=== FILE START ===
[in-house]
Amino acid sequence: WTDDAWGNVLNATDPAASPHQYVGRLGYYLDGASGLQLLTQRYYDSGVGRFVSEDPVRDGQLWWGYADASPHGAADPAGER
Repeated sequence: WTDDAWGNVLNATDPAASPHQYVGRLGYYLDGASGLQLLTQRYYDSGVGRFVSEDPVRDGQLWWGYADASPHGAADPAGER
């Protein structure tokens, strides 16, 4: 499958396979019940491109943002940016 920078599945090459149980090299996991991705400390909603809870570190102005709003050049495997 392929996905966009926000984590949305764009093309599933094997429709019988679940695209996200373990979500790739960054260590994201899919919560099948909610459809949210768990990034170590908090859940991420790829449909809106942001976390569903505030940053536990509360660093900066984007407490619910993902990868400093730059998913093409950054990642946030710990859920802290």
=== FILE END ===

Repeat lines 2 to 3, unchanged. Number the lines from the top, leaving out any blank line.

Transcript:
Amino acid sequence: WTDDAWGNVLNATDPAASPHQYVGRLGYYLDGASGLQLLTQRYYDSGVGRFVSEDPVRDGQLWWGYADASPHGAADPAGER
Repeated sequence: WTDDAWGNVLNATDPAASPHQYVGRLGYYLDGASGLQLLTQRYYDSGVGRFVSEDPVRDGQLWWGYADASPHGAADPAGER